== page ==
“arduus ad solem et linguis micat ore trisulcis “having reached for the sun, he brandishes his three-forked tongue”

Virgil, The Aeneid

We want children to use Latin to unlock language and feel the thrill of the ancient world.

We want to banish forever the idea that anyone can be “bad at languages”. Often dismissed as a dead language, Latin is better described as an almost universal language that underpins so much of society, culture and of course language around the world today.

We firmly believe in lighting a fire under students and focusing on their enjoyment of the subject. Mastery of the Common Entrance syllabus is of course part of the goal but it is just as crucial to give children a real understanding of how and why Classics is so important to our history and culture and the way in which Latin can provide the key to all Indo-European languages.

Children start the subject in Year 6 beginning with the most fundamental aspects of the language with a strong focus on highlighting the ways in which Latin underpins so many modern languages.

We study several Roman and Greek myths, encouraging children to draw links between these and later literature. The myth of Pyramus and Thisbe, with all its similarities to Romeo and Juliet, is a particularly fun way to explore how the Classical world has informed our own culture.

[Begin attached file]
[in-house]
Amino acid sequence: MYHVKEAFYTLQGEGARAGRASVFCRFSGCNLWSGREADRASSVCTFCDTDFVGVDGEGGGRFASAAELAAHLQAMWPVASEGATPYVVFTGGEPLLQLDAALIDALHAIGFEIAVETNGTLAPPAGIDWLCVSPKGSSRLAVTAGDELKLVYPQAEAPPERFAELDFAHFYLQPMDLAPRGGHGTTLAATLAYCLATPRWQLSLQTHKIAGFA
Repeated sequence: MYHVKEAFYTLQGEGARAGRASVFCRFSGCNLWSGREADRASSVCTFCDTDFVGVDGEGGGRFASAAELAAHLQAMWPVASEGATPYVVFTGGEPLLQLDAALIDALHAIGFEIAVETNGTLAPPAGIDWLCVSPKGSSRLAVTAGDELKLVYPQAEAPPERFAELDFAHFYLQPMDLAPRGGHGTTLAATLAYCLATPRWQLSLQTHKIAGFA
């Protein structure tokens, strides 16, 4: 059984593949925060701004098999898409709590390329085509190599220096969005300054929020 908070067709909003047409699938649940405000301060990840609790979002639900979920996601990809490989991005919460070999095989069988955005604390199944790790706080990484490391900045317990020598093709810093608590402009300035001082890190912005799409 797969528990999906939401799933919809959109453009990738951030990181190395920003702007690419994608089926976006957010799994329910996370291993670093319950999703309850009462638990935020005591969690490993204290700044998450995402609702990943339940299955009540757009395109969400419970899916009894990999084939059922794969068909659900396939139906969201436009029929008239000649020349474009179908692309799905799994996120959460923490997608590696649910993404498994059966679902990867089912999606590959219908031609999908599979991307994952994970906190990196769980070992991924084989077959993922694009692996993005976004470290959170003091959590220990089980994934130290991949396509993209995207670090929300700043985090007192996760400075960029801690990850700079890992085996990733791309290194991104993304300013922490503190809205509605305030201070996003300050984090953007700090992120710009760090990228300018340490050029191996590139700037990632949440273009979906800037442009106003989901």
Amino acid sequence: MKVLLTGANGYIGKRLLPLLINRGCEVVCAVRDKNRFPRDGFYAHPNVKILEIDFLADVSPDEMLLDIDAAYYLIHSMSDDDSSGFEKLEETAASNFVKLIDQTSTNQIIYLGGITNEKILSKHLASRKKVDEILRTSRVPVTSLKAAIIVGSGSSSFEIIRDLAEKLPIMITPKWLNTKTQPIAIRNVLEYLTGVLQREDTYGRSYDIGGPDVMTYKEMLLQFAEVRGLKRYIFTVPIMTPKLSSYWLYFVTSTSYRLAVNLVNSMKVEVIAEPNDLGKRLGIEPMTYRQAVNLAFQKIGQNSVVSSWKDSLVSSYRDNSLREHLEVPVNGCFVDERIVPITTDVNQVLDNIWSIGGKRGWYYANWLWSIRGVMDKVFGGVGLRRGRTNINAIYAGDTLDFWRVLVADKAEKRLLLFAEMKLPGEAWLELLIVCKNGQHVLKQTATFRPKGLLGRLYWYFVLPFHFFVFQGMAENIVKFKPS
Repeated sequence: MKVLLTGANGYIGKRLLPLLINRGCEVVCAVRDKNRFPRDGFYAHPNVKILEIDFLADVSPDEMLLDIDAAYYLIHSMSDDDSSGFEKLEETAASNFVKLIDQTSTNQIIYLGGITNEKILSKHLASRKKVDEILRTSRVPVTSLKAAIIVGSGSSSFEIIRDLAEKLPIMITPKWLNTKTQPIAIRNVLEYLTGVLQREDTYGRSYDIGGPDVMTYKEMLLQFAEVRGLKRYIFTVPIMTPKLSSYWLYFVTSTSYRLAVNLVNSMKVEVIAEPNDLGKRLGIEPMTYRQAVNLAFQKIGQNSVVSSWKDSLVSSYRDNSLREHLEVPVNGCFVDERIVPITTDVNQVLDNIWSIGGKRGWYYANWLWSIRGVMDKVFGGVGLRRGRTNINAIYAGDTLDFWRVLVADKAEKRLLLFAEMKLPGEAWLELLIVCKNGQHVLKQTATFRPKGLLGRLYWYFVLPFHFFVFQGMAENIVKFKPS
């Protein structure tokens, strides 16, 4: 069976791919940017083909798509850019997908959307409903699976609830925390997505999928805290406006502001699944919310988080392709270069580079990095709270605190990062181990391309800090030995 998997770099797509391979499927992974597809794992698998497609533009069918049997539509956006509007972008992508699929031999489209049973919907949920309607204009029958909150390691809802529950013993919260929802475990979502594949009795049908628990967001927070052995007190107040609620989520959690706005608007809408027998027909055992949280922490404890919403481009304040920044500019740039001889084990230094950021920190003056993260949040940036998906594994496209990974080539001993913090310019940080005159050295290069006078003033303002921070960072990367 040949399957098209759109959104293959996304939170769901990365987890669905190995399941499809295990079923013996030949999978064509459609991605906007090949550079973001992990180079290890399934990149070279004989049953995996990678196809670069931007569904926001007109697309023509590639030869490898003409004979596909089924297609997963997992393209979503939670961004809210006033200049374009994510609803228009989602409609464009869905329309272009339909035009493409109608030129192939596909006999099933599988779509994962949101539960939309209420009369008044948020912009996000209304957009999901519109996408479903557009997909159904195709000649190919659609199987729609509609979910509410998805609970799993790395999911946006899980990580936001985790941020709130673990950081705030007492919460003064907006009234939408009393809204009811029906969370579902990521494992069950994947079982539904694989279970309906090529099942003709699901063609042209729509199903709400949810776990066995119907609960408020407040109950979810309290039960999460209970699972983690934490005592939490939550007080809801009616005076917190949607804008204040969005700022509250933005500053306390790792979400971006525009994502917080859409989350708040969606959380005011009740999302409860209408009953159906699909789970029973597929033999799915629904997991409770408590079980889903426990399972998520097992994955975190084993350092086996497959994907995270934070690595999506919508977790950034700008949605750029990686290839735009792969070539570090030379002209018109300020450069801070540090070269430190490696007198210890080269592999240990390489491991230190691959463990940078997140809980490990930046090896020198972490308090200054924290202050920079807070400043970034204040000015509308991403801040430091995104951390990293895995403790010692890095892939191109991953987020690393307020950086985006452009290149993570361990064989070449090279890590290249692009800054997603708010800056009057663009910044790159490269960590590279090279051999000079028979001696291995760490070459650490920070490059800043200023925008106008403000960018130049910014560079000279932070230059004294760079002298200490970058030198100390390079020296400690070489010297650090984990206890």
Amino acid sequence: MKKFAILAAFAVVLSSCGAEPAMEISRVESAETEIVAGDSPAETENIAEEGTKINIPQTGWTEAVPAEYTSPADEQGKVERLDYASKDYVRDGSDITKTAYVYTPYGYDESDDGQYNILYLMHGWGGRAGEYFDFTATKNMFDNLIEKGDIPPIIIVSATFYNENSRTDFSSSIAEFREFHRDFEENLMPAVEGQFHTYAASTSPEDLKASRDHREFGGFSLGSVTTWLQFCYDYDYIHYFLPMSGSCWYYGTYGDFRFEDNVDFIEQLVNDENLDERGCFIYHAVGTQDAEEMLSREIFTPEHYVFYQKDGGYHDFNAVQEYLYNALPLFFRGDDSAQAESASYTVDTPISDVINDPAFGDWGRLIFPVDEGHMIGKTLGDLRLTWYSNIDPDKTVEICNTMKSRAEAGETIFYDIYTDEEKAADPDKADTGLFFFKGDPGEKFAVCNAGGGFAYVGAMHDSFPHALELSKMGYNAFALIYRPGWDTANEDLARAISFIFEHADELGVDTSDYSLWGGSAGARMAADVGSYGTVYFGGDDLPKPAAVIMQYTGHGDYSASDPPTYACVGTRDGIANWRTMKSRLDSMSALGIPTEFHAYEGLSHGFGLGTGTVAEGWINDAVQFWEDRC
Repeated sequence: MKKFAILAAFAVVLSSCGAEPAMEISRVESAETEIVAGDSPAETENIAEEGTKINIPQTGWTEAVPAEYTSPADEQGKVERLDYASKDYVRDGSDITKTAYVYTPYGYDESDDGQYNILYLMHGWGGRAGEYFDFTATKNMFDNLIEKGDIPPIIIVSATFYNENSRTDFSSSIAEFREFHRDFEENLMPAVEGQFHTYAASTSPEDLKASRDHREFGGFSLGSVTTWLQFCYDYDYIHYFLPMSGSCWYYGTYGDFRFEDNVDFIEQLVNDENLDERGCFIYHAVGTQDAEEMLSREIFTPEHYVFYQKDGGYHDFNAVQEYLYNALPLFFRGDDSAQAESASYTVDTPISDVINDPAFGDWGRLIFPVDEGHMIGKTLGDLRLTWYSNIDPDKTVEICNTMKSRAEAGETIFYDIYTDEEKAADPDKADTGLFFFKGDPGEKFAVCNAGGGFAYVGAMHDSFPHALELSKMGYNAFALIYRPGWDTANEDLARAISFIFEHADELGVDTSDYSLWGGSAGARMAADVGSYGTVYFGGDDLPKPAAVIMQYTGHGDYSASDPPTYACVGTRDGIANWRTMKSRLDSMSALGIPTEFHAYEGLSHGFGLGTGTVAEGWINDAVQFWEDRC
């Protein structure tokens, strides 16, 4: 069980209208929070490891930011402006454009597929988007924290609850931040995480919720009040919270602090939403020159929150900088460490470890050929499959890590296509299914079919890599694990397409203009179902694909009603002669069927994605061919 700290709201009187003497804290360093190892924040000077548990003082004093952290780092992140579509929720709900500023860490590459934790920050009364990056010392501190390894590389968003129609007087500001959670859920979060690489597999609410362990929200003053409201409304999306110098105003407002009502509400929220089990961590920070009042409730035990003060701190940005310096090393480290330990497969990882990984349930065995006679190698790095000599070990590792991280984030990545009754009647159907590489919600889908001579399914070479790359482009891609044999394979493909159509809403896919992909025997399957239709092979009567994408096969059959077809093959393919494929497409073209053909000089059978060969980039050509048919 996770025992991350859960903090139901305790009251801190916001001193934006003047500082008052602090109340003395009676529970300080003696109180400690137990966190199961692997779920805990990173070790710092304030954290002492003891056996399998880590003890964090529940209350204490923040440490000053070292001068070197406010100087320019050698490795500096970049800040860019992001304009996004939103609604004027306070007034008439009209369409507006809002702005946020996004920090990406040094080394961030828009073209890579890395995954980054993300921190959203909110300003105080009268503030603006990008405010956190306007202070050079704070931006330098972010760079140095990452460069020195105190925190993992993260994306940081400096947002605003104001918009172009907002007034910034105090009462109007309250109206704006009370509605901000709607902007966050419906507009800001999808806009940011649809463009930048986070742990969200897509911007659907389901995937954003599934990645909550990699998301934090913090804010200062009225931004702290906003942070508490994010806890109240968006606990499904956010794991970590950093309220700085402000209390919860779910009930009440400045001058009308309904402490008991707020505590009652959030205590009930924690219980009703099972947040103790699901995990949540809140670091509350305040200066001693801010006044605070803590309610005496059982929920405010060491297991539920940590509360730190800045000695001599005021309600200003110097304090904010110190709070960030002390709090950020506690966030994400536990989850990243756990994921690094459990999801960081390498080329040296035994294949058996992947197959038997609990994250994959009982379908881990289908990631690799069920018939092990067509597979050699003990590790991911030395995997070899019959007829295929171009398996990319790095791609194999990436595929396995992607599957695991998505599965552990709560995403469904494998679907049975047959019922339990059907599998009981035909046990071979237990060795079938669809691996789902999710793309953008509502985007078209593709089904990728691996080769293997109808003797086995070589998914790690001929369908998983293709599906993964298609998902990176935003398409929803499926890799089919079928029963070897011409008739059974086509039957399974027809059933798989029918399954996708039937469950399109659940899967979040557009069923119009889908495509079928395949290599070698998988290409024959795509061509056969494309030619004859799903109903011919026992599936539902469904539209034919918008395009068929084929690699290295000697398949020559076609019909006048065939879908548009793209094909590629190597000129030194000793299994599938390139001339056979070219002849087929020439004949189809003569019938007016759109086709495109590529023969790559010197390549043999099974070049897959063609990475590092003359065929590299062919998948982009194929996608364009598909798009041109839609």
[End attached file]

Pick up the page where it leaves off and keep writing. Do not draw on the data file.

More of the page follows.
We also explore the Roman world itself through the story of a family living in Pompeii, soon before the eruption of Mt. Vesuvius. Looking at daily life in the town, children create projects on all sorts of things, from chariot racing and gladiators to Roman food and dress.

In Years 7 and 8, children continue exploring the ancient world and begin to use more complicated grammar. The focus on grammar is particularly helpful to those who struggle with some elements of modern languages, as it constantly reinforces their learning in those subjects. Students read the story of Romulus and Remus in Latin and later start to form Latin sentences of their own. By the end of Year 7, children have covered most of the Common Entrance Level 2 syllabus and are able to use the latter part of Year 8 for practice.

Several children usually take Latin at Scholarship Level and there are extra clinics every week to support these. Others may also continue to Common Entrance Level 3 if they choose but this is not a departmental goal. Of course, we want all children to feel stretched but, for most, the Level 2 syllabus is more than wide enough and provides ample preparation for GCSE. This frees up more time for studying the classical world itself and allowing children to enjoy it, rather than spending too much time memorising tables!